Somewhere I read about two neighbors.
Both grew up in a community of opportunity.
One neighbor lived a cautious, responsible life. He worked hard, saved his money and made his family proud--a real dependable guy.
The other, younger man lived in a more carefree manner. It wasn't that he resisted work, he just had a different vision for his life--a real restless guy.
At one point, the younger man left the neighborhood of his family. He cashed in his inheritance card with his father and set off to make his way in life.
Things didn't turn out so well for him.
He didn't use his resources wisely. He romped and played hard for a while, but he allowed his initial freedom to sour his heart.
He fell into poverty.
He knew, firsthand, desperation, hunger, homelessness, hopelessness, exploitation and oppression.
He violated all of the principles of his upbringing--he really left home.
When at the very end of his rope, he "came to himself."
He recalled his community, his neighbors, his family. He went back home with a speech all ready to deliver. "Please give me a job doing whatever is needed."
He threw himself on the mercy of his lost, but beloved community.
And, his community responded!
They welcomed him home, threw him a party and supported his quest for reestablishing himself in a respectable life. The community lived out of its strength to lean into the weakness and need of a fellow community member.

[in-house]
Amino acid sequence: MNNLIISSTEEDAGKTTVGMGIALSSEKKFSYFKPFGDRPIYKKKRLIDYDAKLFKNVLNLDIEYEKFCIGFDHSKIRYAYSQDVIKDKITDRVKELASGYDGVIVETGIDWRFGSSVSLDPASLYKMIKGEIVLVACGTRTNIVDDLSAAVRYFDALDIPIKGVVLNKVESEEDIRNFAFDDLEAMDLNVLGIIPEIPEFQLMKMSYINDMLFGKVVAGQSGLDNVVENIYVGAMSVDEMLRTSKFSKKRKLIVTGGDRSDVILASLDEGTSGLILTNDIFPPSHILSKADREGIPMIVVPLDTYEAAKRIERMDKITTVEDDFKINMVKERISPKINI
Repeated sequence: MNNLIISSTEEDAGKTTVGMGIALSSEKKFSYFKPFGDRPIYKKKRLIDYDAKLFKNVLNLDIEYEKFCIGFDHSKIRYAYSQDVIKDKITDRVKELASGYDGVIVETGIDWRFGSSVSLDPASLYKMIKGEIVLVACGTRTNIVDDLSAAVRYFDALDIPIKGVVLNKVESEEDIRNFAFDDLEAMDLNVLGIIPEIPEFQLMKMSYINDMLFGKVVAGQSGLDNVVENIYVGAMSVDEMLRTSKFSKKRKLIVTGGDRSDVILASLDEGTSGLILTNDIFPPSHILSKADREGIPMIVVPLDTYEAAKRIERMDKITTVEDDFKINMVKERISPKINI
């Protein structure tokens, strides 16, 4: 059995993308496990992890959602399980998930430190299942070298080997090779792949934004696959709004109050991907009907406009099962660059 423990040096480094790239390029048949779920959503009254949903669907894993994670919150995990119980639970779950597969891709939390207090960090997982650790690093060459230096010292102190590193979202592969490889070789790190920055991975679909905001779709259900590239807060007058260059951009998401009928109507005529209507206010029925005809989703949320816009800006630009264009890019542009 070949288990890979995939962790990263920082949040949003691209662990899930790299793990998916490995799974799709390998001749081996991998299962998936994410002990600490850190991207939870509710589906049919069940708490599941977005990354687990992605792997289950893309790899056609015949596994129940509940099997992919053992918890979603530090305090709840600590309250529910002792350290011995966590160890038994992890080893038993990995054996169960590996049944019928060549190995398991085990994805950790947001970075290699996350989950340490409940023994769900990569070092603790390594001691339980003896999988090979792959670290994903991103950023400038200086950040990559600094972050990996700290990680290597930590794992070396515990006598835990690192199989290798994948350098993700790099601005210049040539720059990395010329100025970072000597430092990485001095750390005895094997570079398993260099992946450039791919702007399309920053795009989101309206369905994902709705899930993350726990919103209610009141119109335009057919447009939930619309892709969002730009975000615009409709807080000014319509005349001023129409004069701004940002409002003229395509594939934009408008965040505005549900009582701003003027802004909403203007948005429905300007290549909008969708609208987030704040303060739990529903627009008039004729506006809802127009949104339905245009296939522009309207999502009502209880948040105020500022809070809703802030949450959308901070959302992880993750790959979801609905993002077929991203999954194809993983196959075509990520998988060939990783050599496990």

However, not everyone was pleased.
The man's older neighbor threw a fit, organized a public policy response and opposed the younger man's attempts to get reestablished. He urged the community not to assist the lazy, no good man who left and was now back expecting the community to help him out of a crisis for which he was responsible.
Finally, the white-haired mayor of the community confronted the older neighbor, "You don't seem to remember what sort of community we have here, a community we've worked hard to establish on principles of honesty, fairness, compassion and hope," the old mayor explained. "We've all been in tough scrapes at one time or another. We've depended on each other for support, second chances and the hope that comes from loyalty, understanding and high expectations. Just remember, your opposition to your neighbor is revealing the true nature of your heart."
The lost neighbor, relieved to be at home again among supportive friends, thanked one and all for his new lease on life. The last I heard he was working hard and making progress thanks to his new shot at a good life.
[This parable provides a contemporary--some might say liberationist--re-framing of Jesus' parable of the lost son found in Luke 15. This interpretation assumes the worst about a victim of poverty in terms of cause. Such a view is necessary to adequately display the radical, counter intuitive response of the poor man's beloved community.]